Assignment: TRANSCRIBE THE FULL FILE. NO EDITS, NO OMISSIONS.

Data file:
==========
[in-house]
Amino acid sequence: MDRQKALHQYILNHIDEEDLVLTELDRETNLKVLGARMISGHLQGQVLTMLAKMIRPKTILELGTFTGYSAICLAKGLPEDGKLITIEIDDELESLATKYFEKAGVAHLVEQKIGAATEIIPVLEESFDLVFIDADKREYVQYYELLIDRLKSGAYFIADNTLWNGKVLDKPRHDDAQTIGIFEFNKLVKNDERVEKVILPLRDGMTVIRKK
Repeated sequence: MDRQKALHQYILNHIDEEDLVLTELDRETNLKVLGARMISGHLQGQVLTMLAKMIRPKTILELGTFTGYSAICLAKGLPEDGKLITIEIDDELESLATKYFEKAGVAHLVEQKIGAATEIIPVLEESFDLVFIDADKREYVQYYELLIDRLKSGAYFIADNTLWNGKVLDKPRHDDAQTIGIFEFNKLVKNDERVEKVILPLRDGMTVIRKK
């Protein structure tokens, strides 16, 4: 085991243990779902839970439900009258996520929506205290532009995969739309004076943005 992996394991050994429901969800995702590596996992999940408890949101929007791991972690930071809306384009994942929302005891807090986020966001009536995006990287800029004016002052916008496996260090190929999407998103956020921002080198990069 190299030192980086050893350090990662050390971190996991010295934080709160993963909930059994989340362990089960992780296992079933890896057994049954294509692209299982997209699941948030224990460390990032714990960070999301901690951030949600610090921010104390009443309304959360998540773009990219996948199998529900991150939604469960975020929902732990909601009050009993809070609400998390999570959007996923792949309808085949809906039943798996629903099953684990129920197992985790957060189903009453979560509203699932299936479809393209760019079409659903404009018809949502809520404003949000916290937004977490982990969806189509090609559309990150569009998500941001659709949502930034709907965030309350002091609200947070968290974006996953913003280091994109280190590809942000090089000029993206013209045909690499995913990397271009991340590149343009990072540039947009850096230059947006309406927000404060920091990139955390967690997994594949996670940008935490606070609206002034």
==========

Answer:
[in-house]
Amino acid sequence: MDRQKALHQYILNHIDEEDLVLTELDRETNLKVLGARMISGHLQGQVLTMLAKMIRPKTILELGTFTGYSAICLAKGLPEDGKLITIEIDDELESLATKYFEKAGVAHLVEQKIGAATEIIPVLEESFDLVFIDADKREYVQYYELLIDRLKSGAYFIADNTLWNGKVLDKPRHDDAQTIGIFEFNKLVKNDERVEKVILPLRDGMTVIRKK
Repeated sequence: MDRQKALHQYILNHIDEEDLVLTELDRETNLKVLGARMISGHLQGQVLTMLAKMIRPKTILELGTFTGYSAICLAKGLPEDGKLITIEIDDELESLATKYFEKAGVAHLVEQKIGAATEIIPVLEESFDLVFIDADKREYVQYYELLIDRLKSGAYFIADNTLWNGKVLDKPRHDDAQTIGIFEFNKLVKNDERVEKVILPLRDGMTVIRKK
């Protein structure tokens, strides 16, 4: 085991243990779902839970439900009258996520929506205290532009995969739309004076943005 992996394991050994429901969800995702590596996992999940408890949101929007791991972690930071809306384009994942929302005891807090986020966001009536995006990287800029004016002052916008496996260090190929999407998103956020921002080198990069 190299030192980086050893350090990662050390971190996991010295934080709160993963909930059994989340362990089960992780296992079933890896057994049954294509692209299982997209699941948030224990460390990032714990960070999301901690951030949600610090921010104390009443309304959360998540773009990219996948199998529900991150939604469960975020929902732990909601009050009993809070609400998390999570959007996923792949309808085949809906039943798996629903099953684990129920197992985790957060189903009453979560509203699932299936479809393209760019079409659903404009018809949502809520404003949000916290937004977490982990969806189509090609559309990150569009998500941001659709949502930034709907965030309350002091609200947070968290974006996953913003280091994109280190590809942000090089000029993206013209045909690499995913990397271009991340590149343009990072540039947009850096230059947006309406927000404060920091990139955390967690997994594949996670940008935490606070609206002034």